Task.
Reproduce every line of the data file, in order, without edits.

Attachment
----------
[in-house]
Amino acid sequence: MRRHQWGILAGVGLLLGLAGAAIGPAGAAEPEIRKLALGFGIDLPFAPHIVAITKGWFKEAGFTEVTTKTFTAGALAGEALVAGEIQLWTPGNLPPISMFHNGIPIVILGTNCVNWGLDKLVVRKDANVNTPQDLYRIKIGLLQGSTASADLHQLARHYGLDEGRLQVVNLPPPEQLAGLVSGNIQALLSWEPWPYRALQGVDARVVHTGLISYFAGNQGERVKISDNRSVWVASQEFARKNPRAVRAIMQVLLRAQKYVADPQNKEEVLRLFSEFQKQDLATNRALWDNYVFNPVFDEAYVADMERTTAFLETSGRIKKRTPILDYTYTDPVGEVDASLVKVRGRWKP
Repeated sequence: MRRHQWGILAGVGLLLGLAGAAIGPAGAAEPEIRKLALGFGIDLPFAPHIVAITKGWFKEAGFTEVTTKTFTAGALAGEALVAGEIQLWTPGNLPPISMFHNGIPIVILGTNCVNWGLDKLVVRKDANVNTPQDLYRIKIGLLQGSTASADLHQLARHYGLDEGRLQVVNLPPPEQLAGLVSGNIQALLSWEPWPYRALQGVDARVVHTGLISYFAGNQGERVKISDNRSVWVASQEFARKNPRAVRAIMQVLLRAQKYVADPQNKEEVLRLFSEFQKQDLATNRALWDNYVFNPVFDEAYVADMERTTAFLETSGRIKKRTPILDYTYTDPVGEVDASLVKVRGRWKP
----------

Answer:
[in-house]
Amino acid sequence: MRRHQWGILAGVGLLLGLAGAAIGPAGAAEPEIRKLALGFGIDLPFAPHIVAITKGWFKEAGFTEVTTKTFTAGALAGEALVAGEIQLWTPGNLPPISMFHNGIPIVILGTNCVNWGLDKLVVRKDANVNTPQDLYRIKIGLLQGSTASADLHQLARHYGLDEGRLQVVNLPPPEQLAGLVSGNIQALLSWEPWPYRALQGVDARVVHTGLISYFAGNQGERVKISDNRSVWVASQEFARKNPRAVRAIMQVLLRAQKYVADPQNKEEVLRLFSEFQKQDLATNRALWDNYVFNPVFDEAYVADMERTTAFLETSGRIKKRTPILDYTYTDPVGEVDASLVKVRGRWKP
Repeated sequence: MRRHQWGILAGVGLLLGLAGAAIGPAGAAEPEIRKLALGFGIDLPFAPHIVAITKGWFKEAGFTEVTTKTFTAGALAGEALVAGEIQLWTPGNLPPISMFHNGIPIVILGTNCVNWGLDKLVVRKDANVNTPQDLYRIKIGLLQGSTASADLHQLARHYGLDEGRLQVVNLPPPEQLAGLVSGNIQALLSWEPWPYRALQGVDARVVHTGLISYFAGNQGERVKISDNRSVWVASQEFARKNPRAVRAIMQVLLRAQKYVADPQNKEEVLRLFSEFQKQDLATNRALWDNYVFNPVFDEAYVADMERTTAFLETSGRIKKRTPILDYTYTDPVGEVDASLVKVRGRWKP